IT is difficult to place in proper perspective the reason of the European Union (EU) for refusing to remove the Philippines from its list countries whose airlines are banned from flying to the continent.
EU believes that the Philippines lacks substantial industry-wide reforms in its local aviation sector. But according to the Philippines Airlines, it has been able to convince EU officials that our country’s airline is operating under international standards of safety.
The ban, it seems, stemmed from an audit undertaken by the International Civil Aviation Organization, which pointed to an utter lack of professionalism within the Civil Aviation Authority of the Philippines (CAAP). CAAP is tasked to see to it that local airlines are truly safe for travel.
This perception by the EU, I understand, is gravely affecting PAL’s plans for business expansion, such as flying to Europe again. I recall some years back that PAL used to have flights to some cities in Europe, such as Rome, Paris and London and making stops in Bombay and a Middle Eastern city.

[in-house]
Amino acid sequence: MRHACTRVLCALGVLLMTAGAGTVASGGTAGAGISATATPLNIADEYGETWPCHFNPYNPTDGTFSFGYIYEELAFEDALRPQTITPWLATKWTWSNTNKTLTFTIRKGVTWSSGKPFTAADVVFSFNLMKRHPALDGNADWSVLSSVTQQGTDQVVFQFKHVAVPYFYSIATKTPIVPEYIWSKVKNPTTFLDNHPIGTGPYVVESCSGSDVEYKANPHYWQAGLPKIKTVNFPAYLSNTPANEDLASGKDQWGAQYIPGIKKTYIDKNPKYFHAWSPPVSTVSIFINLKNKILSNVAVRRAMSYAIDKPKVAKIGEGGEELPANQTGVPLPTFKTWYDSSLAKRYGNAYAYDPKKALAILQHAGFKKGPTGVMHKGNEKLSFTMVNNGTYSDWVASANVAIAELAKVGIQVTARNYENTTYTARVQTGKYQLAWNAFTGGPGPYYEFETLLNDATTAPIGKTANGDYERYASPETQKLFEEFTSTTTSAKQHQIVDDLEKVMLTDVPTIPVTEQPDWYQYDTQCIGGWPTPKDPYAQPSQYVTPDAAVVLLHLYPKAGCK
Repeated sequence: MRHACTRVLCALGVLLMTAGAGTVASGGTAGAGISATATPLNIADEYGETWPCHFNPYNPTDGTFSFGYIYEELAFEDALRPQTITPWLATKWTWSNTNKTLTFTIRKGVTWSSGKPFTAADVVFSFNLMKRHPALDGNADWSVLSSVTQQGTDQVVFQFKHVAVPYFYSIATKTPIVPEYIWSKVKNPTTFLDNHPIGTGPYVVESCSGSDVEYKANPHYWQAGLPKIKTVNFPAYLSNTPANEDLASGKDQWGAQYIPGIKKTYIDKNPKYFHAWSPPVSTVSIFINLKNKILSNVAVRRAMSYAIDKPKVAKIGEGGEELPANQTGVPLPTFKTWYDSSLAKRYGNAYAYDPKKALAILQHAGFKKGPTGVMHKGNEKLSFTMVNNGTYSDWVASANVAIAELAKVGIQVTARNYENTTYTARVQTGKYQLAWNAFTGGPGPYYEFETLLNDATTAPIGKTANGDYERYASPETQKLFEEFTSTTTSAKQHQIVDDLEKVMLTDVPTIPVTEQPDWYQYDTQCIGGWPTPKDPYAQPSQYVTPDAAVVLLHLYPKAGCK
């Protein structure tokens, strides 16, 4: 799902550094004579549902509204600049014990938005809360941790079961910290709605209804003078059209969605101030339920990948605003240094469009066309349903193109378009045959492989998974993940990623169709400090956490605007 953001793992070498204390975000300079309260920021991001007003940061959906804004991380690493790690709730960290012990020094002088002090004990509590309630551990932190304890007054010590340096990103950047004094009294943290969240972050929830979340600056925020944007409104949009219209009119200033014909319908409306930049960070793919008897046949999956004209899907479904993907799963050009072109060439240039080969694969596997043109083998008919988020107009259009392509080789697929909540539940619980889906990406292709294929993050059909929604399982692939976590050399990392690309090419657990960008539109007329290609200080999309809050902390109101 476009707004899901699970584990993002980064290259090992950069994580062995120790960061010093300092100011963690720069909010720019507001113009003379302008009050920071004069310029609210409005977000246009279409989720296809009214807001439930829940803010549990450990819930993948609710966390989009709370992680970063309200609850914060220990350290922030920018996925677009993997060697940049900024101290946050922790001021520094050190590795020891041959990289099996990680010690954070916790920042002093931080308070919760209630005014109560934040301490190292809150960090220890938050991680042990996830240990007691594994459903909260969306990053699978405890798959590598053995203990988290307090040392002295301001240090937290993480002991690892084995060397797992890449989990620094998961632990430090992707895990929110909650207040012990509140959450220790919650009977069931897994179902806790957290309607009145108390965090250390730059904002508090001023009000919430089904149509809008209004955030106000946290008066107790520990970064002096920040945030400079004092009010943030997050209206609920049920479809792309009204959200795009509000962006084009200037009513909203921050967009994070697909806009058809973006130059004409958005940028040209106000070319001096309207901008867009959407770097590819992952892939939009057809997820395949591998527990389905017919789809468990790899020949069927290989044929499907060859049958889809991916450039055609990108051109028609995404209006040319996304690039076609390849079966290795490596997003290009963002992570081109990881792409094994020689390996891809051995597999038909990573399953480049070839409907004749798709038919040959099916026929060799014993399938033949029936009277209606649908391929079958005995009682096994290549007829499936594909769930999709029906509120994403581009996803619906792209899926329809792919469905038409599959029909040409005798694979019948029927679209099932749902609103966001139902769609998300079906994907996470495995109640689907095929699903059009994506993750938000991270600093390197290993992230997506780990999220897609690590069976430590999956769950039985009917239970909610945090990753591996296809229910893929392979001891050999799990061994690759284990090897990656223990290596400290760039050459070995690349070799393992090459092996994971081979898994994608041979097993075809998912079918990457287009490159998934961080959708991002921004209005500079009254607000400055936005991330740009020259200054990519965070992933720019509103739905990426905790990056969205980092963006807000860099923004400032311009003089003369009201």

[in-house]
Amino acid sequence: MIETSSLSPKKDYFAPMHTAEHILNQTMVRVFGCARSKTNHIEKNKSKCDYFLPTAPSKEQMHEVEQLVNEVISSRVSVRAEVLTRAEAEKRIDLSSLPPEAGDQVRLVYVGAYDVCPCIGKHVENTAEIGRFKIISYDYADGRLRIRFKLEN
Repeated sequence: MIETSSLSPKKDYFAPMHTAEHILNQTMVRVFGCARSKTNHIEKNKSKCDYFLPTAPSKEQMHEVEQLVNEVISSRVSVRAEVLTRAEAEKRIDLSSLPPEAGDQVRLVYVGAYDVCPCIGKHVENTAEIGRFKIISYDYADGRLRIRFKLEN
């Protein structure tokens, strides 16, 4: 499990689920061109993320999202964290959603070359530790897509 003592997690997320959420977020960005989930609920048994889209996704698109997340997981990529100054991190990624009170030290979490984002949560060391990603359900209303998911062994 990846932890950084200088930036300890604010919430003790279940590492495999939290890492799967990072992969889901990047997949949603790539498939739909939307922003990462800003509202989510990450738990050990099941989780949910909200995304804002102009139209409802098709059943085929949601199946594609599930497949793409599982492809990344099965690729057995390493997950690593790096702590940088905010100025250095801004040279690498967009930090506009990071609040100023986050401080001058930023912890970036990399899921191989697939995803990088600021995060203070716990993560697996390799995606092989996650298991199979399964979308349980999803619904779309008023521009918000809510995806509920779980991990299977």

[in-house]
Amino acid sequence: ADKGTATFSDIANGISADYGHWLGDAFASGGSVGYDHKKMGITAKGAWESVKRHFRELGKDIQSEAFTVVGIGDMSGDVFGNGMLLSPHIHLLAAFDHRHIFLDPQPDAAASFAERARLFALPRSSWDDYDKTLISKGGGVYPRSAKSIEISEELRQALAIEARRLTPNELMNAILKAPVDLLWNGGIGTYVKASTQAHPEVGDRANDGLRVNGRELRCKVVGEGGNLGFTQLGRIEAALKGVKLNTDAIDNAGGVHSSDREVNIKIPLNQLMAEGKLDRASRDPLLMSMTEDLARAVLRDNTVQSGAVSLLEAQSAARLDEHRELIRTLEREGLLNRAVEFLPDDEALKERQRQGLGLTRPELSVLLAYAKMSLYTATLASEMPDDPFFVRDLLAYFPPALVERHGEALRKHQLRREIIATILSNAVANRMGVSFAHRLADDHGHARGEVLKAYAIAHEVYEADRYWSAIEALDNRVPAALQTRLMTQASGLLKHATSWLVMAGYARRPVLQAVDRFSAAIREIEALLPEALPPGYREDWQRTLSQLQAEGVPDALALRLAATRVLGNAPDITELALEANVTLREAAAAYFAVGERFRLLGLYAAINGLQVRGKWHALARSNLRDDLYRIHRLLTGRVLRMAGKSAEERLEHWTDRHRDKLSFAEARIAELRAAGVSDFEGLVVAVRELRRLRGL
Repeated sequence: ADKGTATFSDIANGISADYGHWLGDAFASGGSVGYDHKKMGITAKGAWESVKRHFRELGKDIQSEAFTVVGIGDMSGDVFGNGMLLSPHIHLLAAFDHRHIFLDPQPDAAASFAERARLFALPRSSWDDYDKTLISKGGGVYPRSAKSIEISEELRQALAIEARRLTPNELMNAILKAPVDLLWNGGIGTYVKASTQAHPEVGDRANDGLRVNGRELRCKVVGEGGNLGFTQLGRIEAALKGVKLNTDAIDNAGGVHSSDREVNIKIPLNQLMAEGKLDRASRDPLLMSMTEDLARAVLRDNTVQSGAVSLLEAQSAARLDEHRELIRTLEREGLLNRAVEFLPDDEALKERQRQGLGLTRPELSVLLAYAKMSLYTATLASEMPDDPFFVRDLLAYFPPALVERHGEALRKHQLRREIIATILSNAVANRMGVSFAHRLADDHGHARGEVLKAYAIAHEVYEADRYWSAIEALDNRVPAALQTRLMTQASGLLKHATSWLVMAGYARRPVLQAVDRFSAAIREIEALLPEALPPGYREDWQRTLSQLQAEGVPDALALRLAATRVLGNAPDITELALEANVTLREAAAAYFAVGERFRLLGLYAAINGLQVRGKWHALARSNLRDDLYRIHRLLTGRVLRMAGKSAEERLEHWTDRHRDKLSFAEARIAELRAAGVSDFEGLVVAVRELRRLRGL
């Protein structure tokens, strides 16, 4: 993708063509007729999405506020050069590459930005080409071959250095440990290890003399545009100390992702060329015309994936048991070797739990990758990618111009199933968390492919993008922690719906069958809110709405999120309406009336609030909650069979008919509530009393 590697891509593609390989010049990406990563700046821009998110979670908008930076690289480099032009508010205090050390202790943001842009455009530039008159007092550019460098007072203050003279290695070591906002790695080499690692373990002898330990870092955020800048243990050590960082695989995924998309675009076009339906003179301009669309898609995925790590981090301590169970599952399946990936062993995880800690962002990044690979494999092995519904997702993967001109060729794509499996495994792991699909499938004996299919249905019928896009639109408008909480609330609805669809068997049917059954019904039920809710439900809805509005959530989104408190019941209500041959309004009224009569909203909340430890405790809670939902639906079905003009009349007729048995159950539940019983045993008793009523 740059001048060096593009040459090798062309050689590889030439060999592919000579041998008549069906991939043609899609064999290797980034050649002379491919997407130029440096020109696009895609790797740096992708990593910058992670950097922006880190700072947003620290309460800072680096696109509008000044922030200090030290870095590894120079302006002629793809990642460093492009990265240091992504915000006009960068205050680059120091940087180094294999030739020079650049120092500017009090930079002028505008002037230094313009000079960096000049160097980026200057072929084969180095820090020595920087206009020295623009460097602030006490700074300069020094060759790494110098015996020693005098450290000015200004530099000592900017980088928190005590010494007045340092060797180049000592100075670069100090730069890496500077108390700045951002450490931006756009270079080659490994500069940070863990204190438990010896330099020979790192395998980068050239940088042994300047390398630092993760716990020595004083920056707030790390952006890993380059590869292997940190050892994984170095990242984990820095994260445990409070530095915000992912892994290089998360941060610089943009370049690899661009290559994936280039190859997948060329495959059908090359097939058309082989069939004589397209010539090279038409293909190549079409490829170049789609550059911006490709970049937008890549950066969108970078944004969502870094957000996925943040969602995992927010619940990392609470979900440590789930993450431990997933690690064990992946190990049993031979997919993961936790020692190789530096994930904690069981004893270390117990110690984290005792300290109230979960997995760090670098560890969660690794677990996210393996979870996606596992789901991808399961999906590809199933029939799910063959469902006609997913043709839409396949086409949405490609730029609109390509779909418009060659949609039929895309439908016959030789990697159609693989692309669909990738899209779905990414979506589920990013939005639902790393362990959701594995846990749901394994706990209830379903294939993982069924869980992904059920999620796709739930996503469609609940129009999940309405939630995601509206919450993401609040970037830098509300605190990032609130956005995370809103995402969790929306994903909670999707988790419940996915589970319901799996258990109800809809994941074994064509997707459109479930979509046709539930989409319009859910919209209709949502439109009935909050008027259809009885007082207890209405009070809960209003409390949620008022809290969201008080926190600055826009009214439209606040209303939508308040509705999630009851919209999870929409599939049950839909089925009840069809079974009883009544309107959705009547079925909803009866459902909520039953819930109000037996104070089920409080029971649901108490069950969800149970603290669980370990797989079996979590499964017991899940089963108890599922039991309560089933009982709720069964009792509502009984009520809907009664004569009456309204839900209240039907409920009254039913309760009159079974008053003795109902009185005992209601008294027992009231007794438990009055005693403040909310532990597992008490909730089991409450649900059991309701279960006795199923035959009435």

I do not really know when PAL ceased to fly to Europe. But there was a time in the past when our republic’s economy floundered, and it became necessary for PAL to drop some of its ports of call. In fact, it even dropped scheduled flights to some domestic routes.
But the local airlines appear to be recovering now. In fact, PAL seems to be turning over to a sister airline part of its domestic coverage in preparation for the expansion of its international flight coverage.
I was with a coffee shop group recently in an uptown mall when travel became a topic. Somebody asked why PAL has not exerted efforts to have a flight to Spain considering our close cultural ties with it. In fact, according to my youngest sister, Lorna, who married a Swedish transportation system consultant, Filipinos are highly regarded there.
My sister and her husband, Arne Hansson, are residing in Javea, southern Spain. They bought a house in Javea and have been living there for almost ten years now. One of my nieces, Sherrie, daughter of my other sister, Delia, joined Lorna some three years ago and is now working in Madrid. She was a Jollie Bee supervisor here when she decided to venture to Spain.
At any rate, I hope PAL’s initially flying to Spain will reopen our ties with the continent and force the hand of the EU to take the Philippines back to its fold as a nation that can be trusted to serve the travel needs of the continent.